And no, I’m not talking Mexico. A while back I reflected on one of the many aspects of immigration in the U.S. – which undoubtedly might seem strange for someone in Seattle, Washington, U.S.A. to talk about immigration; but while Washington’s nowhere near the Mexican border, immigration in all its forms has played many roles in the Pacific Northwest; our agriculture depends heavily on immigrant labor.
However, today I’m writing to you from way south of the U.S. – Mexico border — São Paulo, Brazil, to be precise. A city of 20 million, Brazil’s biggest, and I’ve been here over two months now. I’ve been learning more about Brazil — a huge country (192 million, give or take a couple hundred thousand) — been learning Portuguese, and acclimatizing to a climate where I can wear t-shirts in the fall (big change for a Seattle girl.) That said, as unique as Brazil is, I’ve been noticing how many similarities it has with the United States — historical colonial influences (British & Portuguese respectively), historical economy based on slavery (though Brazil outlawed it after the U.S.), and hugely diverse. The latter point was what intrigued me when I attended an event last Saturday here in São Paulo — what is immigration like here?
Given its geographic location, clearly Brazil sees a number of immigrants from surrounding countries in South America, for varying reasons — whether escaping political instability & conflict (Uruguay, Colombia) or economic (Peru, Bolivia). That said, as someone who’s become increasingly aware over the years of the plight of migrant workers in the United States (I’d recommend ‘La Cosecha/The Harvest‘ – excellently insightful) – it was a bit frustrating to learn that Brazil faces some of the same challenges in the same ways as the United States when it comes to the difficult conditions many people face.
Now, I’m not saying that it’s horrible living & working conditions for every immigrant in Brazil. Clearly not — keep in mind I’m an immigrant, too! That said, if you have money, a job, decent housing, and especially a leg up with the language, you’re pretty much set. Sure, you’ve got bureaucracy when you start to deal with all the paperwork — going to register with the Federal Police is not exactly high on my list of things I enjoy doing, but it was necessary to do to stay here legally, and after my visa application process, has certainly taught me a lot about patience.
But what do you do if you don’t have the money, or the means, or a number of other reasons? Brazil too has its undocumented. It is estimated that there are some 2 million foreign residents, legal and illegal. In 2009, the government estimated its unauthorized immigrant population at around 200,000; charity & NGOs say this number is possibly more around 600,000. There are a number of people who come to São Paulo, the commercial center of Brazil, to look for a better life — but while there are many ways to survive, this doesn’t mean that everyone is able to do so at the level at which they would prefer. There are those who are limited in their resources & skills, and so can be subject to the difficulties that many people face as immigrants: exploitation of labor, human trafficking, xenophobia, difficulties of communication, culture shock, social & racial discrimination, lack of public policy (on behalf of immigrants), social injustice, domestic violence — and for those undocumented, there is also sometimes the risk of police raids that could jeopardize their ability to live and work in the country.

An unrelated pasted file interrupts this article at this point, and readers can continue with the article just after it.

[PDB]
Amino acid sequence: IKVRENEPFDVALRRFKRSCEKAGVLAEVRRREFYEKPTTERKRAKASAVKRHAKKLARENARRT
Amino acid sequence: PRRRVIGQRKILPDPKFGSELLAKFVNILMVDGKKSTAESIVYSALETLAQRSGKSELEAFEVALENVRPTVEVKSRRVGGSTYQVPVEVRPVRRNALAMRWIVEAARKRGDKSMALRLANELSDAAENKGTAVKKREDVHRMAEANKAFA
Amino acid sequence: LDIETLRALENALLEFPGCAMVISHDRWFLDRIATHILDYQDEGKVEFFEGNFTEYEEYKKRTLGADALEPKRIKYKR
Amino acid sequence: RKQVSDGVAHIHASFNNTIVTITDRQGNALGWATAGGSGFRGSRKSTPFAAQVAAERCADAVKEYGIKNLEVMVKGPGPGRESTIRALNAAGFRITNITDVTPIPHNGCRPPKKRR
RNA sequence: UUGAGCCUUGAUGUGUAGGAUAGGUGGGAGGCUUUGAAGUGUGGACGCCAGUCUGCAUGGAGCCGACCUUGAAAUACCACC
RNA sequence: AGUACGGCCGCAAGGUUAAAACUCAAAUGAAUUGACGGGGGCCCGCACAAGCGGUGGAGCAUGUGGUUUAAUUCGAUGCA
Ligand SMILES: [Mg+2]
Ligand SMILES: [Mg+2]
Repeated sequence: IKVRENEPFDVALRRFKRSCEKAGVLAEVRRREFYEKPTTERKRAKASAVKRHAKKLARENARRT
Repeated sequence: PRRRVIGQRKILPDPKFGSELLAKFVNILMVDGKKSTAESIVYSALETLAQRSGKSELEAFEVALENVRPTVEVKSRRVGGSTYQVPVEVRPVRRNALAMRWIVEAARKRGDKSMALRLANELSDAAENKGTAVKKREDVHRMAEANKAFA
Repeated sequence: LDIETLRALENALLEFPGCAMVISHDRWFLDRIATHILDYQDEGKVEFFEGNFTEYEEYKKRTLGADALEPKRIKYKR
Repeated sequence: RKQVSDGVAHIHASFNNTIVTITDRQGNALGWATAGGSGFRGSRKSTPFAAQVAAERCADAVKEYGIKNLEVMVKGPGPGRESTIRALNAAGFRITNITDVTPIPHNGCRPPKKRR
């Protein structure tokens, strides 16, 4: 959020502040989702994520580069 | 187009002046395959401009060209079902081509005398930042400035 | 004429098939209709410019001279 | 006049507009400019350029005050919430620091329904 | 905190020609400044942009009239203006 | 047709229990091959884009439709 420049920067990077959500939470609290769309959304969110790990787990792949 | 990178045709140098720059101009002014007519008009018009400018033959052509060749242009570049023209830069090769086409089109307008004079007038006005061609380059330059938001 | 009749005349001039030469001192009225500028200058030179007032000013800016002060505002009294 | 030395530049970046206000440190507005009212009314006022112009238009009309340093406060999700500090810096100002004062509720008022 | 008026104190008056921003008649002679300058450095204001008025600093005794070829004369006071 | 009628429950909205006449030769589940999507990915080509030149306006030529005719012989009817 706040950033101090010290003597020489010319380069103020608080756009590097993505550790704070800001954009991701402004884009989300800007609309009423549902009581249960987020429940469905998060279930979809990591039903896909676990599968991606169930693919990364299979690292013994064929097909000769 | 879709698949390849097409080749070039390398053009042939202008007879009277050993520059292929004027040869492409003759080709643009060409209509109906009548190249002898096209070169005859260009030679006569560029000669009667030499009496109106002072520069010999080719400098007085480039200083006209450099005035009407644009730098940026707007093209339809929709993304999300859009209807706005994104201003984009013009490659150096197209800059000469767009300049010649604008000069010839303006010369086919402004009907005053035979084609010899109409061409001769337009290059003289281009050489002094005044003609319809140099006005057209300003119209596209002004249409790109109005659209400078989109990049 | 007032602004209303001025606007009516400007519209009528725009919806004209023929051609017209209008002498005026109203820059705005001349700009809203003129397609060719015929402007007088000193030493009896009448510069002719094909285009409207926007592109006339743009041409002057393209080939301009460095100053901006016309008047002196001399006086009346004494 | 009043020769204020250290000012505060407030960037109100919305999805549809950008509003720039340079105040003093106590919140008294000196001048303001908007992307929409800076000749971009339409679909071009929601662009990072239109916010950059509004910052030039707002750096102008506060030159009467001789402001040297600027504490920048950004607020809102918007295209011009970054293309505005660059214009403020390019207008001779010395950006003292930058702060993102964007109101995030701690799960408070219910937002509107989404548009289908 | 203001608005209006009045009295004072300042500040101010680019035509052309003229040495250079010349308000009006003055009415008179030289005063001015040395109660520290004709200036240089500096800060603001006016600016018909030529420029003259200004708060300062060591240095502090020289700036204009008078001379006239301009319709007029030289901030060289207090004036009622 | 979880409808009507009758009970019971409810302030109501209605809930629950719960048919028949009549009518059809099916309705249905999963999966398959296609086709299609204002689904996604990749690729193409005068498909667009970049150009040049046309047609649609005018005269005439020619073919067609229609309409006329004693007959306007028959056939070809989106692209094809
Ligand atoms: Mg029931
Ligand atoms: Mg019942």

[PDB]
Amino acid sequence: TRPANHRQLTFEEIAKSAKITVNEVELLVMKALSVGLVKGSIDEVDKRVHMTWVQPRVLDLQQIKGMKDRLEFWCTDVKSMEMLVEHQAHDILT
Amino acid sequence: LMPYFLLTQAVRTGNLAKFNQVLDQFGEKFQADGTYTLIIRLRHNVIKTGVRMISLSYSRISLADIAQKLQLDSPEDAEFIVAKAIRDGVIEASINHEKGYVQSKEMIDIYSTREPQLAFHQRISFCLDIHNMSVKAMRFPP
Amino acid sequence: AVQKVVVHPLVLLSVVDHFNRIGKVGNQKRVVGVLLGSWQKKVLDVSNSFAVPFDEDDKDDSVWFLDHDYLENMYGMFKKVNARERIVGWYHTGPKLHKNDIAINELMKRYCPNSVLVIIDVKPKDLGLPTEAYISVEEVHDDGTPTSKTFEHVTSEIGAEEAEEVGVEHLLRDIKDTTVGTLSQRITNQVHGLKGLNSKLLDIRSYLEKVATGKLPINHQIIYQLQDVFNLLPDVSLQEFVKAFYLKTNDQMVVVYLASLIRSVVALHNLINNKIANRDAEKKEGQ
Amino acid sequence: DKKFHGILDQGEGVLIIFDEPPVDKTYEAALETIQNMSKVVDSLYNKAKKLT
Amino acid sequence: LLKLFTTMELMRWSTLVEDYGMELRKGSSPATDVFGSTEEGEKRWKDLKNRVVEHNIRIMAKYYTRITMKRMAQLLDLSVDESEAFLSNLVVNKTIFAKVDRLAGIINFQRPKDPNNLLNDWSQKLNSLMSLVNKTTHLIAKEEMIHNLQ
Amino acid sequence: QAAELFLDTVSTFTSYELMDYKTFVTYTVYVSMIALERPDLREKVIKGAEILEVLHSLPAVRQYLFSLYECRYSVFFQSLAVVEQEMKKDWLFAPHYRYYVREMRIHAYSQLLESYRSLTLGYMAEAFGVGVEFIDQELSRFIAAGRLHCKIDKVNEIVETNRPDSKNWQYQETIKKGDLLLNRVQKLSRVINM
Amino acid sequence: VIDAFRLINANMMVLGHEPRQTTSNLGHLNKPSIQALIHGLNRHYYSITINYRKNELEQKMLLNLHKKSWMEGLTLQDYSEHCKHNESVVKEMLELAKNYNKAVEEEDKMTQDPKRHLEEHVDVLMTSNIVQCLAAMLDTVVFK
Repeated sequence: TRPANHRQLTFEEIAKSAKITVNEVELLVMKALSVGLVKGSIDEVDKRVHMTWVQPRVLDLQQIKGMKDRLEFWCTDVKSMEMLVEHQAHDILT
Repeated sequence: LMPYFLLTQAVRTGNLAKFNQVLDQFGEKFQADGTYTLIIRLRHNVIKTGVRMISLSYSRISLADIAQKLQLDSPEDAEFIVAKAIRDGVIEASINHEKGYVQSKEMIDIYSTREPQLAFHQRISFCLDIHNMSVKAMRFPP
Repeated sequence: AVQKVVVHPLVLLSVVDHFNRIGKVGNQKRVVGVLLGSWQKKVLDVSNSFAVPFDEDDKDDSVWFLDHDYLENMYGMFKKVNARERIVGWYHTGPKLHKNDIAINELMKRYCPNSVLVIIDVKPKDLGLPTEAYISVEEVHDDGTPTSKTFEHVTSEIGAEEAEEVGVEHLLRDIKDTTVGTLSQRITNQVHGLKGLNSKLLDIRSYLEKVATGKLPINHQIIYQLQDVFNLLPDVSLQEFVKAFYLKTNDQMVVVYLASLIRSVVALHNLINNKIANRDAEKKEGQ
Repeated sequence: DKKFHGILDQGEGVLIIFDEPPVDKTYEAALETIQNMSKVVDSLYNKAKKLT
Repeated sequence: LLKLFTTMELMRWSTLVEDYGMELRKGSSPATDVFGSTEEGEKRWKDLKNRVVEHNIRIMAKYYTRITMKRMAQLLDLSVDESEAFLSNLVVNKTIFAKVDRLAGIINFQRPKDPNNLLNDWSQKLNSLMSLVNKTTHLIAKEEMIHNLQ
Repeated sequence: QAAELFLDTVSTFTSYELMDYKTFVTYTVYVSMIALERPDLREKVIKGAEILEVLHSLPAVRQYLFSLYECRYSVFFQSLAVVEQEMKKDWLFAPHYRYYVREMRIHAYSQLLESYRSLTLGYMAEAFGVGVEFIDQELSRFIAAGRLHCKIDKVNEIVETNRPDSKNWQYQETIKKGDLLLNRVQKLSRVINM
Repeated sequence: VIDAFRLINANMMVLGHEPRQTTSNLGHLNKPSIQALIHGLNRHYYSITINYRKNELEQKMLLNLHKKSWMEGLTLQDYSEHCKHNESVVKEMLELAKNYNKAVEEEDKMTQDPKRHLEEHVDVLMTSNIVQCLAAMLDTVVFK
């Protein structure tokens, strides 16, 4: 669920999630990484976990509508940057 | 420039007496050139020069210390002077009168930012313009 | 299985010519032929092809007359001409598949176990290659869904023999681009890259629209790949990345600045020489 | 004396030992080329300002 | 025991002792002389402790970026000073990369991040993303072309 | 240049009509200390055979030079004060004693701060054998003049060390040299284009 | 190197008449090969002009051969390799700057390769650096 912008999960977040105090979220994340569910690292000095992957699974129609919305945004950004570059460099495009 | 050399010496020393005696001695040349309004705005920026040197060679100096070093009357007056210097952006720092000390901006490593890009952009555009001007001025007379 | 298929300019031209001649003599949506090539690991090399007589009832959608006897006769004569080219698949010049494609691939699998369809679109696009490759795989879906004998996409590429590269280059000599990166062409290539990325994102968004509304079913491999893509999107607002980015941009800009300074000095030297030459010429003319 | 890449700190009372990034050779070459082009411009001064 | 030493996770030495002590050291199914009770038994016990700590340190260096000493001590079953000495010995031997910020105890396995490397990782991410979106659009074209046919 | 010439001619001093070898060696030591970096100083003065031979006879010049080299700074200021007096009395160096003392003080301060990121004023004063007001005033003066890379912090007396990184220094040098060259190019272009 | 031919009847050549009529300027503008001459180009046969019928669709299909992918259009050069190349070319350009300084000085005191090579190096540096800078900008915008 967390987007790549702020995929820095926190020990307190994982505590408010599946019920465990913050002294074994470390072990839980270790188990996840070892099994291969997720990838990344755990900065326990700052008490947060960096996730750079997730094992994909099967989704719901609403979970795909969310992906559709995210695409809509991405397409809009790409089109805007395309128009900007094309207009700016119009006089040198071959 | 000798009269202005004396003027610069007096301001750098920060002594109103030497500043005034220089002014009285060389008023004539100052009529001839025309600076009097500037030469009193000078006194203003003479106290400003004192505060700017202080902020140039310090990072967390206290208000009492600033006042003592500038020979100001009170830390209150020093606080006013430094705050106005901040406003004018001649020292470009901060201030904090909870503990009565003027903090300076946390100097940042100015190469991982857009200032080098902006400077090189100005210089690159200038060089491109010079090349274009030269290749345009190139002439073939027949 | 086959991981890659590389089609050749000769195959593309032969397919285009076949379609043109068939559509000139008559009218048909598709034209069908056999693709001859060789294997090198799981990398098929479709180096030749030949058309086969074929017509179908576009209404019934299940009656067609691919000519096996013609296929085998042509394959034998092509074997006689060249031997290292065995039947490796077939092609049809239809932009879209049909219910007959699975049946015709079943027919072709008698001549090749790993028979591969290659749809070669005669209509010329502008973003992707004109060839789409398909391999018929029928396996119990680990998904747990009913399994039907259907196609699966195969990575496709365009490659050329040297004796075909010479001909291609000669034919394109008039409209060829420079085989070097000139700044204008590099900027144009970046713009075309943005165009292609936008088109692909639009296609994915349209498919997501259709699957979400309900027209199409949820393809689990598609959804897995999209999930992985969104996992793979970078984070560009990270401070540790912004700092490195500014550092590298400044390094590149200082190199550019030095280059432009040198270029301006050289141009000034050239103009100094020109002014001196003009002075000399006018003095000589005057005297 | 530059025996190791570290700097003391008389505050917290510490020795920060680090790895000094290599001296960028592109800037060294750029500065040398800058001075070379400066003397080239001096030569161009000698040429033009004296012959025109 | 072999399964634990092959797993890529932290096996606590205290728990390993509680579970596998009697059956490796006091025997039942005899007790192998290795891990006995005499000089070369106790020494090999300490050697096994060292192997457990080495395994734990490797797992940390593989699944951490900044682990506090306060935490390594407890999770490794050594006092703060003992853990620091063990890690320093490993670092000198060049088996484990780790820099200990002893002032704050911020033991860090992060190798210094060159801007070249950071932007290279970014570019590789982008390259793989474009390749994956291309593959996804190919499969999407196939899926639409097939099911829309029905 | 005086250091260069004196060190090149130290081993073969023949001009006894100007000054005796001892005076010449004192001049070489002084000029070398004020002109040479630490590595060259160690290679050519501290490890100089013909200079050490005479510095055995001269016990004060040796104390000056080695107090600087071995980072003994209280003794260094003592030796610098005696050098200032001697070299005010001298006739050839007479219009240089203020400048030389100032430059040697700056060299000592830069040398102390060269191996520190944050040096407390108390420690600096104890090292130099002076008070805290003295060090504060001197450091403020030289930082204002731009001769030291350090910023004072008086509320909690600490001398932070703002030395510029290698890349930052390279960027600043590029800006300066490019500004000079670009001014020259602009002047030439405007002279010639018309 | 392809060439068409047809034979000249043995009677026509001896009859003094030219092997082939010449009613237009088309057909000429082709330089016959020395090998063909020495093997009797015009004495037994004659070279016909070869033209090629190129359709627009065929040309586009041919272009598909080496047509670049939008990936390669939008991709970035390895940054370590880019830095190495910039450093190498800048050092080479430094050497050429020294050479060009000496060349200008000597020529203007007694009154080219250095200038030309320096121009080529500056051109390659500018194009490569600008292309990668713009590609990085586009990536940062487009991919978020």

As any country has experienced, Brazil has seen xenophobia & discrimination towards its immigrant populations. That said, it was fascinating to read some of the national level responses to this — in the article ‘Rising Brazil tackles immigration question’, Defense Minister Celso Amorim, a former foreign minister, is noted to have said:”You cannot become the sixth economy in the world with impunity,” referring to combating such attitudes that some have against immigrants. Justice Secretary Paulo Abrao added, “Immigrants add cultural value to Brazil and collaborate in the development of the nation.” Even former president Lula stated in a speech that “repression and intolerance against immigrants will not solve the problems caused by the economic crisis,” also criticizing the “policy of discrimination and prejudice” against immigrants in developed nations.
It is perhaps unfortunate that I am not all that surprised anymore by instances of racism, discrimination & dislike of “the other” - in any society or community. That said, I was intrigued to learn that unauthorized immigrants in Brazil enjoy the same legal privileges as native Brazilians regarding access to social services such as public education and the public healthcare. The United States is currently continuing its national-level debate regarding immigration reform, and there are heated opinions on all sides. Recently the Associated Press has done away with the term ‘illegal immigrant’ from its guideline book that is used professionally & academically across the world.
I’m not asking those who think the U.S. should shut down the Mexico border or ask every brown person for their papers to switch sides on the subject, but I would challenge everyone to try and see things from another perspective. You see, it certainly brings the issue a lot closer to home when all of a sudden you realize that you are ‘one of them’ — I am an immigrant.
PS: Came across this article merely a few days later– “Brazilian state declares emergency over immigration“